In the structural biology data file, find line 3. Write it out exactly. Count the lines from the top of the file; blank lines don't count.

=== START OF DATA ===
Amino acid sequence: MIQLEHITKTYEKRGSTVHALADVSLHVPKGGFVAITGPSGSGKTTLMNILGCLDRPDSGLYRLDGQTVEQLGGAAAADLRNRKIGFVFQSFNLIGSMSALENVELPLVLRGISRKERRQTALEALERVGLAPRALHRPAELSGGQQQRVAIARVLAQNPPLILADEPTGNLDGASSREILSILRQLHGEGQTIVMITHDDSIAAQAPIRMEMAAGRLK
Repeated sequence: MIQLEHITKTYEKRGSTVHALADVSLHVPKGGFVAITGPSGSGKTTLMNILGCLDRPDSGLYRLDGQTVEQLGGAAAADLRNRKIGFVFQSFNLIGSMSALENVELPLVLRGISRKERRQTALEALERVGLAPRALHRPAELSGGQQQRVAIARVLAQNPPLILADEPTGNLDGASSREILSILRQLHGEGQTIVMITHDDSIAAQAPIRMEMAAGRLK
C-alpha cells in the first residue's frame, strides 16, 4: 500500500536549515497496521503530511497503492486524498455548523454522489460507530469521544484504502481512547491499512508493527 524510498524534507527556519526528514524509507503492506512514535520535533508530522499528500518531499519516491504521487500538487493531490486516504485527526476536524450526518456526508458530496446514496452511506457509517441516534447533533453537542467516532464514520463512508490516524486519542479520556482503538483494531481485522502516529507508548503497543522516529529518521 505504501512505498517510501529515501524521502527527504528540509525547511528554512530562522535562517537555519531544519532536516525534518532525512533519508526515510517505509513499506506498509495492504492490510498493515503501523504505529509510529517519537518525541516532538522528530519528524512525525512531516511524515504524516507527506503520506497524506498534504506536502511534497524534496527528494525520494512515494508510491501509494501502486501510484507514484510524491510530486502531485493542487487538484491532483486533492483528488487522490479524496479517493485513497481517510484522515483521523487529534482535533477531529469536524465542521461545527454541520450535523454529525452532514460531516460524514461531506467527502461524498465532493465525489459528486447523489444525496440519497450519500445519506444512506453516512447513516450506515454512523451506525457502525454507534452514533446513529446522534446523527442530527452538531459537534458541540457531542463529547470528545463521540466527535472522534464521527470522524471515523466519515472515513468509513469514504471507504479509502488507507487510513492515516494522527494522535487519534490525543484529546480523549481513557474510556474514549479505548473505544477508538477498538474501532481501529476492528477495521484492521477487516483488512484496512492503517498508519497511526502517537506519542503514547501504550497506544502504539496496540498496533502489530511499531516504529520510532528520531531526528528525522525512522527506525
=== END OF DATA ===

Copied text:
C-alpha cells in the first residue's frame, strides 16, 4: 500500500536549515497496521503530511497503492486524498455548523454522489460507530469521544484504502481512547491499512508493527 524510498524534507527556519526528514524509507503492506512514535520535533508530522499528500518531499519516491504521487500538487493531490486516504485527526476536524450526518456526508458530496446514496452511506457509517441516534447533533453537542467516532464514520463512508490516524486519542479520556482503538483494531481485522502516529507508548503497543522516529529518521 505504501512505498517510501529515501524521502527527504528540509525547511528554512530562522535562517537555519531544519532536516525534518532525512533519508526515510517505509513499506506498509495492504492490510498493515503501523504505529509510529517519537518525541516532538522528530519528524512525525512531516511524515504524516507527506503520506497524506498534504506536502511534497524534496527528494525520494512515494508510491501509494501502486501510484507514484510524491510530486502531485493542487487538484491532483486533492483528488487522490479524496479517493485513497481517510484522515483521523487529534482535533477531529469536524465542521461545527454541520450535523454529525452532514460531516460524514461531506467527502461524498465532493465525489459528486447523489444525496440519497450519500445519506444512506453516512447513516450506515454512523451506525457502525454507534452514533446513529446522534446523527442530527452538531459537534458541540457531542463529547470528545463521540466527535472522534464521527470522524471515523466519515472515513468509513469514504471507504479509502488507507487510513492515516494522527494522535487519534490525543484529546480523549481513557474510556474514549479505548473505544477508538477498538474501532481501529476492528477495521484492521477487516483488512484496512492503517498508519497511526502517537506519542503514547501504550497506544502504539496496540498496533502489530511499531516504529520510532528520531531526528528525522525512522527506525